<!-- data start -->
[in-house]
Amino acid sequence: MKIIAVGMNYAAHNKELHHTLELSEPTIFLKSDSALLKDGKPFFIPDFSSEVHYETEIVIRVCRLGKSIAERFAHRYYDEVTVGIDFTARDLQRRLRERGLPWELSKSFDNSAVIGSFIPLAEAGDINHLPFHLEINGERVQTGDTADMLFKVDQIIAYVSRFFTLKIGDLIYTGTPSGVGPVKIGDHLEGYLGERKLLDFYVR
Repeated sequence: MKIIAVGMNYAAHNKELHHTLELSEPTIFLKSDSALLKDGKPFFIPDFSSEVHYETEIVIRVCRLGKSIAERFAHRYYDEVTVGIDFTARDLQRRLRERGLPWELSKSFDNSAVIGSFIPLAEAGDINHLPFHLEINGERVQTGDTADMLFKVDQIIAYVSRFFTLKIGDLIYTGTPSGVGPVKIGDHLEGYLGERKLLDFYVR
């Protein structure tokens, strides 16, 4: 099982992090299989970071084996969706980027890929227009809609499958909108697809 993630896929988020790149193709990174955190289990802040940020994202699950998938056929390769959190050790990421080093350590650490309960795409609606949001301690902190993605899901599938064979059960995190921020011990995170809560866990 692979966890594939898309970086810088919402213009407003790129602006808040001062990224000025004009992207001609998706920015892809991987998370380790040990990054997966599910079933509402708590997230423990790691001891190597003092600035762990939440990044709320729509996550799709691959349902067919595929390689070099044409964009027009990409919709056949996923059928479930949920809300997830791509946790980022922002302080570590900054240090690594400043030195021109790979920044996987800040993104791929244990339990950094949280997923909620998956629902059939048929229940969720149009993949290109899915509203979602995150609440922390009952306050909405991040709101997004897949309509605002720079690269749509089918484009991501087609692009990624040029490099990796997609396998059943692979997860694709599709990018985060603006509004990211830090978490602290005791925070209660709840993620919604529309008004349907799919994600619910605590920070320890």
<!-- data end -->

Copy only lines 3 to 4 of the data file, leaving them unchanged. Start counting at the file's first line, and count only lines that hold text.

Repeated sequence: MKIIAVGMNYAAHNKELHHTLELSEPTIFLKSDSALLKDGKPFFIPDFSSEVHYETEIVIRVCRLGKSIAERFAHRYYDEVTVGIDFTARDLQRRLRERGLPWELSKSFDNSAVIGSFIPLAEAGDINHLPFHLEINGERVQTGDTADMLFKVDQIIAYVSRFFTLKIGDLIYTGTPSGVGPVKIGDHLEGYLGERKLLDFYVR
């Protein structure tokens, strides 16, 4: 099982992090299989970071084996969706980027890929227009809609499958909108697809 993630896929988020790149193709990174955190289990802040940020994202699950998938056929390769959190050790990421080093350590650490309960795409609606949001301690902190993605899901599938064979059960995190921020011990995170809560866990 692979966890594939898309970086810088919402213009407003790129602006808040001062990224000025004009992207001609998706920015892809991987998370380790040990990054997966599910079933509402708590997230423990790691001891190597003092600035762990939440990044709320729509996550799709691959349902067919595929390689070099044409964009027009990409919709056949996923059928479930949920809300997830791509946790980022922002302080570590900054240090690594400043030195021109790979920044996987800040993104791929244990339990950094949280997923909620998956629902059939048929229940969720149009993949290109899915509203979602995150609440922390009952306050909405991040709101997004897949309509605002720079690269749509089918484009991501087609692009990624040029490099990796997609396998059943692979997860694709599709990018985060603006509004990211830090978490602290005791925070209660709840993620919604529309008004349907799919994600619910605590920070320890």